NOT MY IMAGE! Check out The Verge’s review of the TL2

Image Quality

I mentioned at the beginning of this article that my keeper rate really sucks right now. Most of that is my fault. There’s a) quite a learning curve going from an Olympus system that I’ve been using for the past 20 years to the Leica universe, and b) the only glass I can afford right now are manual focus lenses, which strain my already strained peepers. Manual focus when you need reading glasses to browse a restaurant menu does not make for a great combination. But more on that and some other issues I have in the follow-up to this post. Back to image quality. It’s amazing.

The increase from a 20MB sensor (sorry, E-M1) to a 24MB sensor, coupled with Leica technology, really makes for some mind-blowing opportunities. In my limited tests thus far, I’m excited for the increased low-light (high ISO) performance I’m going to be able to get from the TL2. Of course, that’s going to depend on if I can get my manual focus shit together (more on that in the next post).

This one doesn’t suck (TTArtisan 17mm/f1.4, ISO 100, f/no clue, 1/500)

Odds and Ends

While not the sole reason to choose a camera, there are a few other things, based on my shooting style and experiences, that I really like about the Leica TL2. The first is the built in 32GB of storage. Walk away from your home without an SD card in your camera? No problem! You can get over 1,000 RAW images stored in the camera. I’ve done this on several occasions, including the second time I took the Leica out. This is such a great feature, and I’m surprised it’s not a standard on all modern cameras.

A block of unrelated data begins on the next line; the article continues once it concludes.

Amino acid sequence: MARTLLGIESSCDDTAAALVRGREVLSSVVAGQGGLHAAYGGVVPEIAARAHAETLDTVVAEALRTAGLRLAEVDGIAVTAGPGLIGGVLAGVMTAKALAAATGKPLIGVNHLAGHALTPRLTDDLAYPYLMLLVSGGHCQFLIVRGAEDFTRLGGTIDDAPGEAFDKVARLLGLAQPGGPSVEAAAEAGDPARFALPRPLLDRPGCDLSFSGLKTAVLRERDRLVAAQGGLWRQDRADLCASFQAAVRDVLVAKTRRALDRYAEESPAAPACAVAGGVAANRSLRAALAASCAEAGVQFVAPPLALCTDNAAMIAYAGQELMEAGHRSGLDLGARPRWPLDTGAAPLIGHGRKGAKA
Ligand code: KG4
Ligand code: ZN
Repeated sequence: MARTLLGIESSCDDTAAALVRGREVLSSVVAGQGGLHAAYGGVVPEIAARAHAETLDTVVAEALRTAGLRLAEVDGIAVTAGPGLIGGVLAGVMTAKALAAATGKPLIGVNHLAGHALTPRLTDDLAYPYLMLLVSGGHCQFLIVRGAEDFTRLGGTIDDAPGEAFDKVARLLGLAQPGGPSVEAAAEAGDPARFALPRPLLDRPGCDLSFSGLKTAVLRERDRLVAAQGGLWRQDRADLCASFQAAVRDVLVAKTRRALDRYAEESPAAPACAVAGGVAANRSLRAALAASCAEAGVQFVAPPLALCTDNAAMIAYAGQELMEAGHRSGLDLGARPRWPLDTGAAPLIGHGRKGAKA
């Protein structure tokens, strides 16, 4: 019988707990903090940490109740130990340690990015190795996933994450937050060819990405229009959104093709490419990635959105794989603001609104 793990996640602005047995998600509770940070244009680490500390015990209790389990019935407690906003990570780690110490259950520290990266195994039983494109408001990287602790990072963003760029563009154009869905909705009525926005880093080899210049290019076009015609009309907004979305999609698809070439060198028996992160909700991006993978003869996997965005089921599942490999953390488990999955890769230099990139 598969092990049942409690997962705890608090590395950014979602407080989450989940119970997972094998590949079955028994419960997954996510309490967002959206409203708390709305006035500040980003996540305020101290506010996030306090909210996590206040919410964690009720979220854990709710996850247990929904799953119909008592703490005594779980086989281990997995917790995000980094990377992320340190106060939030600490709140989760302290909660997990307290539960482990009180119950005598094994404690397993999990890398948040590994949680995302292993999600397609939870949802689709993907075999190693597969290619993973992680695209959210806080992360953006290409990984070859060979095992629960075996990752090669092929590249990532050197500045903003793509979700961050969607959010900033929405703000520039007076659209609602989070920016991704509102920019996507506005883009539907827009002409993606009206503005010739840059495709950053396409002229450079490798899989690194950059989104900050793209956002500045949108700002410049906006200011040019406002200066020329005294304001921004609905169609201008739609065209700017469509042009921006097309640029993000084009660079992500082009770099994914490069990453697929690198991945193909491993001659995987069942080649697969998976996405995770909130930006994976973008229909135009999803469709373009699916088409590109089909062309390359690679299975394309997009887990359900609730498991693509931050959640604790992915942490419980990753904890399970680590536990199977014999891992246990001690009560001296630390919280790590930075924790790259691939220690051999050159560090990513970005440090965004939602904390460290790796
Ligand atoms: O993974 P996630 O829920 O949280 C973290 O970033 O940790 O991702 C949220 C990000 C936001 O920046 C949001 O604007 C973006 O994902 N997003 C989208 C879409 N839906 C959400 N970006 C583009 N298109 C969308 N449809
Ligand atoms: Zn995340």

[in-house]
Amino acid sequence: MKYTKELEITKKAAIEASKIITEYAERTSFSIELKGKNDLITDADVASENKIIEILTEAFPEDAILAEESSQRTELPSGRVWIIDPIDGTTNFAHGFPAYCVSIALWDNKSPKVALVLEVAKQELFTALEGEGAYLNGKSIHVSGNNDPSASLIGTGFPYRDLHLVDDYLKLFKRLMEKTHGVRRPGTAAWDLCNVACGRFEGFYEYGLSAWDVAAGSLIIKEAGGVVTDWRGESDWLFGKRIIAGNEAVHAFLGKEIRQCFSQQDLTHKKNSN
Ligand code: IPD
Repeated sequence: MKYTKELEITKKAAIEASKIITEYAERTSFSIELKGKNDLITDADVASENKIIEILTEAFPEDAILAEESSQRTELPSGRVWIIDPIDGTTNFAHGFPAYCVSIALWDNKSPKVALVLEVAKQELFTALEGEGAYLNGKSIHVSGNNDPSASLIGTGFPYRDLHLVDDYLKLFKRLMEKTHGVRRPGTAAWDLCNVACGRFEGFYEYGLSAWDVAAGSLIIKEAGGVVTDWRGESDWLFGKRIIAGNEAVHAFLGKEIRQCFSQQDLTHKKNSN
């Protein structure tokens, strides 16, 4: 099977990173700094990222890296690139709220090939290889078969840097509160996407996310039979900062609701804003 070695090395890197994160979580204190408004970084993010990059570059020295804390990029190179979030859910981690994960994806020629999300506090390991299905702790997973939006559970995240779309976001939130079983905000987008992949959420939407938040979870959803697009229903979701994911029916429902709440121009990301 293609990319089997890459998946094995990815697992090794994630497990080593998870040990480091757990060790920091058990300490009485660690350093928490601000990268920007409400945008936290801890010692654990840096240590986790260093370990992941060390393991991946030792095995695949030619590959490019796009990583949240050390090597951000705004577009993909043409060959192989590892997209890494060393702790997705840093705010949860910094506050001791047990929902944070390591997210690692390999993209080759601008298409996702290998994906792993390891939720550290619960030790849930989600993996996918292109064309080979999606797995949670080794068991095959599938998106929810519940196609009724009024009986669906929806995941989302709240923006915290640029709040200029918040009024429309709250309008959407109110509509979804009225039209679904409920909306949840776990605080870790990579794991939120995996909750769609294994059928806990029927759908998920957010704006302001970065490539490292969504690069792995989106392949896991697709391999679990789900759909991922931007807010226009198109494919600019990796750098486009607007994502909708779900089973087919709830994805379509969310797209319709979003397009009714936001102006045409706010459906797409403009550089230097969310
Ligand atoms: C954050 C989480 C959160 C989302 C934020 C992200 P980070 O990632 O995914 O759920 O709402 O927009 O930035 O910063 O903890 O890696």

Second, the wi-fi connection is legit. It’s not as fast as Olympus’ OI.Share (the image file sizes are bigger), but its interface is more intuitive and its connection is more stable.

So, this is all after two weeks of sporadic use. I haven’t been out on a dedicated photowalk yet and I haven’t put the Leica through its paces at an Astral Tomb show, but since it’s all mine now, I have plenty of time.

Here are a few more pics I’ve captured over the past two weeks.

Regal Vintage, Denver, CO (Vario-Elmar TL 1:3.5-5.6 / 18-56 ASPH, ISO 100, f/8.0, 1/160)
Denver, CO (Vario-Elmar TL 1:3.5-5.6 / 18-56 ASPH, ISO 100, f/5.6, 1/500)
Colorful characters (Vario-Elmar TL 1:3.5-5.6 / 18-56 ASPH, ISO 250, f/4.0, 1/60)
Jameson (TTArtisan 50mm/f1.2, ISO 4000, f/2.0, 1/100)
Illuminate! (TTArtisan 50mm/f1.2, ISO 125, f/1.2, 1/100)
Englewood Grand (Vario-Elmar TL 1:3.5-5.6 / 18-56 ASPH, ISO 125, f/3/5, 1/50)

Has this left you wanting to see more? 😉 You can see everything I’m creating on the Leica TL2 on Flickr.

Next up, things I’m not a fan of.


*Note: I stated above that “The TL2 has all the settings you need,” which is true, depending on what you go out and shoot. This is not a camera for birders, fast-action sports, or other specific genres where more complicated settings are needed.

Leave a Reply

Your email address will not be published.